The development of applications such as picturephone, multimedia or videoconferencing has created the necessity of coding image sequences at very low bit-rates. Object-oriented image compression systems, also called second-generation methods, offer a promising alternative to classical methods. These methods are close to the behavior of the human eye, to which coding systems are finally destined, and describe an image in terms of the objects present in the scene. Thus, an object-oriented coding system operates in two steps: first, a step of analysis, called segmentation, which splits up the image into objects (sets of pixels satisfying a condition of homogeneity) and second a step modeling the shape and content of the segmented objects.
The work of this thesis is focused on the segmentation of image sequences, knowing that the final objective is to integrate it into the object-oriented coding system.
At the start, our work was based on the segmentation paradigm of mathematical morphology: the watershed of the gradient from the markers of the regions to be extracted. This scheme has resulted in numerous applications but, in the field of coding, it leads to real difficulties. These difficulties are due to the presence of fine details, or to the presence of fast motion that generates fine objects along the time axis, which amounts to the same. Indeed, in the field of coding, the conditions of morphological sampling are not satisfied. The analysis of the difficulties encountered has led us to another segmentation paradigm now based on region merging.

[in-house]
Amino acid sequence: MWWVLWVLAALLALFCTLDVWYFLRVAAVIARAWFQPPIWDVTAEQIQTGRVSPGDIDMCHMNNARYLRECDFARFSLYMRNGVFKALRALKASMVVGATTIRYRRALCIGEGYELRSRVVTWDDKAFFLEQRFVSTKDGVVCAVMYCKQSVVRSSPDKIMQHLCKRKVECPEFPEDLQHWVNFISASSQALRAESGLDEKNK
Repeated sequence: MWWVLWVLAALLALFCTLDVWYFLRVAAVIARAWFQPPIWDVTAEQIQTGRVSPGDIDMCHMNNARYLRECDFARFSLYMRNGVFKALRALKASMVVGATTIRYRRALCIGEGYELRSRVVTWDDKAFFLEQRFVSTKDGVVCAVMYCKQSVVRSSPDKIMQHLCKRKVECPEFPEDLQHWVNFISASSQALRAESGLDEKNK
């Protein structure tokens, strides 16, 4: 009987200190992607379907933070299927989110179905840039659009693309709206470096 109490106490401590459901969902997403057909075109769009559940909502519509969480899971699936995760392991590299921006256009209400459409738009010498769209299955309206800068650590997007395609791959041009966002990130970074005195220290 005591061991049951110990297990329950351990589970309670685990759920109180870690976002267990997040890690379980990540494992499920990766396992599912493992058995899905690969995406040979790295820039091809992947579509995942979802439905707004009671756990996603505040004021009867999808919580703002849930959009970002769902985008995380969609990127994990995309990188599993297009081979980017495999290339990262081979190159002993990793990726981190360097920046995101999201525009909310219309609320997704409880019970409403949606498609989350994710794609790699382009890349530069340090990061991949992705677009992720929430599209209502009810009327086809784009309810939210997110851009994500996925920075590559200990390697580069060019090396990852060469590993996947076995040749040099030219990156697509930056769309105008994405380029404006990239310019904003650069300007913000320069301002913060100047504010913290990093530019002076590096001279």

Thus, we have developed a region merging algorithm. Implemented onto a graph structure whose nodes and edges are valuated, the algorithm is both efficient and flexible enough to take a large variety of criteria into account. In particular, in order to make the whole coding system consistent, we have considered among merging criteria the capacities of coding algorithms applied after segmentation.
Finally, we have illustrated the potential offered to a coding system by segmentation. Indeed, segmentation introduces the notion of object into the coder. Thus, the development of functionalities, such as the tracking of objects, becomes a natural extension of coding algorithms. These functionalities come into the framework of the new objectives set by the MPEG-4 standard for video coding.